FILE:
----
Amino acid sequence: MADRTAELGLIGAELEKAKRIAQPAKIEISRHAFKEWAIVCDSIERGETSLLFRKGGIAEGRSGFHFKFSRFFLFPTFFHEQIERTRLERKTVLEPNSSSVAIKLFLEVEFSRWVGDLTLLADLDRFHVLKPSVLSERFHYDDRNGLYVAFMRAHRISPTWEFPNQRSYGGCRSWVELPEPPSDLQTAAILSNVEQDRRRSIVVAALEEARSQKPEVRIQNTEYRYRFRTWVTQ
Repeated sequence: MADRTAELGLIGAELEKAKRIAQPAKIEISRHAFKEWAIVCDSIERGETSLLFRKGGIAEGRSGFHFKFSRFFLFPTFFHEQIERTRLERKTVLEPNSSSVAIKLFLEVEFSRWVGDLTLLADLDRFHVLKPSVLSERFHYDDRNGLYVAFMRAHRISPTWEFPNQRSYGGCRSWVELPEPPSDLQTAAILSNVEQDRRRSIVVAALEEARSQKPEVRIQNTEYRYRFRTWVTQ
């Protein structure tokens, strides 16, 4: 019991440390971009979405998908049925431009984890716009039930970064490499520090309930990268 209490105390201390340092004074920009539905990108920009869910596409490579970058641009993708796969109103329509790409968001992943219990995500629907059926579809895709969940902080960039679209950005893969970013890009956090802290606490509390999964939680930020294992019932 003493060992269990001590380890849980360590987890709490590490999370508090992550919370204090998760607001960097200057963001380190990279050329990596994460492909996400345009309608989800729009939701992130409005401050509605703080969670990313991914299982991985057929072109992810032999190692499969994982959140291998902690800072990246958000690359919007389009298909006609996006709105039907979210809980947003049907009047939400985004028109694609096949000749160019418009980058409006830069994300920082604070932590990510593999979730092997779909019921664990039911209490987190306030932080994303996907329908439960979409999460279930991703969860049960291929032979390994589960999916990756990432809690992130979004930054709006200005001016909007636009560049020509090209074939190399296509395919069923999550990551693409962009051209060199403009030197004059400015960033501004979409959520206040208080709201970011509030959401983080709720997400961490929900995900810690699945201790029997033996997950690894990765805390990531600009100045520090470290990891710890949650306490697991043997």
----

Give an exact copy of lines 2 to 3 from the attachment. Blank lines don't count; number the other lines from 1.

Repeated sequence: MADRTAELGLIGAELEKAKRIAQPAKIEISRHAFKEWAIVCDSIERGETSLLFRKGGIAEGRSGFHFKFSRFFLFPTFFHEQIERTRLERKTVLEPNSSSVAIKLFLEVEFSRWVGDLTLLADLDRFHVLKPSVLSERFHYDDRNGLYVAFMRAHRISPTWEFPNQRSYGGCRSWVELPEPPSDLQTAAILSNVEQDRRRSIVVAALEEARSQKPEVRIQNTEYRYRFRTWVTQ
């Protein structure tokens, strides 16, 4: 019991440390971009979405998908049925431009984890716009039930970064490499520090309930990268 209490105390201390340092004074920009539905990108920009869910596409490579970058641009993708796969109103329509790409968001992943219990995500629907059926579809895709969940902080960039679209950005893969970013890009956090802290606490509390999964939680930020294992019932 003493060992269990001590380890849980360590987890709490590490999370508090992550919370204090998760607001960097200057963001380190990279050329990596994460492909996400345009309608989800729009939701992130409005401050509605703080969670990313991914299982991985057929072109992810032999190692499969994982959140291998902690800072990246958000690359919007389009298909006609996006709105039907979210809980947003049907009047939400985004028109694609096949000749160019418009980058409006830069994300920082604070932590990510593999979730092997779909019921664990039911209490987190306030932080994303996907329908439960979409999460279930991703969860049960291929032979390994589960999916990756990432809690992130979004930054709006200005001016909007636009560049020509090209074939190399296509395919069923999550990551693409962009051209060199403009030197004059400015960033501004979409959520206040208080709201970011509030959401983080709720997400961490929900995900810690699945201790029997033996997950690894990765805390990531600009100045520090470290990891710890949650306490697991043997």